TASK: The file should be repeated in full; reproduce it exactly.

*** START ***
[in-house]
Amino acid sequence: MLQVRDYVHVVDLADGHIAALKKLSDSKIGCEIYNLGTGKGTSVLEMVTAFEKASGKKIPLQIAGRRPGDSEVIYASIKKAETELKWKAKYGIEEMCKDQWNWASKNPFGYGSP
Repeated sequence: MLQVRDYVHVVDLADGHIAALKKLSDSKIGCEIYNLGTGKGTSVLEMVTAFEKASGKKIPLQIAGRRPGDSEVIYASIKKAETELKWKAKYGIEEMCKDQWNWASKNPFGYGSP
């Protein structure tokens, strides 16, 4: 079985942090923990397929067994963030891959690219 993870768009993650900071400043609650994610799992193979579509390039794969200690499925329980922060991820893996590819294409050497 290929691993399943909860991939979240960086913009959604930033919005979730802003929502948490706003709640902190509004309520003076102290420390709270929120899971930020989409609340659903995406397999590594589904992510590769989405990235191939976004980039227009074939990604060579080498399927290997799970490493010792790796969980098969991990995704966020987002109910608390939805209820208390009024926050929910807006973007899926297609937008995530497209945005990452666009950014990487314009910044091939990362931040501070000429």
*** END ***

[in-house]
Amino acid sequence: MLQVRDYVHVVDLADGHIAALKKLSDSKIGCEIYNLGTGKGTSVLEMVTAFEKASGKKIPLQIAGRRPGDSEVIYASIKKAETELKWKAKYGIEEMCKDQWNWASKNPFGYGSP
Repeated sequence: MLQVRDYVHVVDLADGHIAALKKLSDSKIGCEIYNLGTGKGTSVLEMVTAFEKASGKKIPLQIAGRRPGDSEVIYASIKKAETELKWKAKYGIEEMCKDQWNWASKNPFGYGSP
């Protein structure tokens, strides 16, 4: 079985942090923990397929067994963030891959690219 993870768009993650900071400043609650994610799992193979579509390039794969200690499925329980922060991820893996590819294409050497 290929691993399943909860991939979240960086913009959604930033919005979730802003929502948490706003709640902190509004309520003076102290420390709270929120899971930020989409609340659903995406397999590594589904992510590769989405990235191939976004980039227009074939990604060579080498399927290997799970490493010792790796969980098969991990995704966020987002109910608390939805209820208390009024926050929910807006973007899926297609937008995530497209945005990452666009950014990487314009910044091939990362931040501070000429």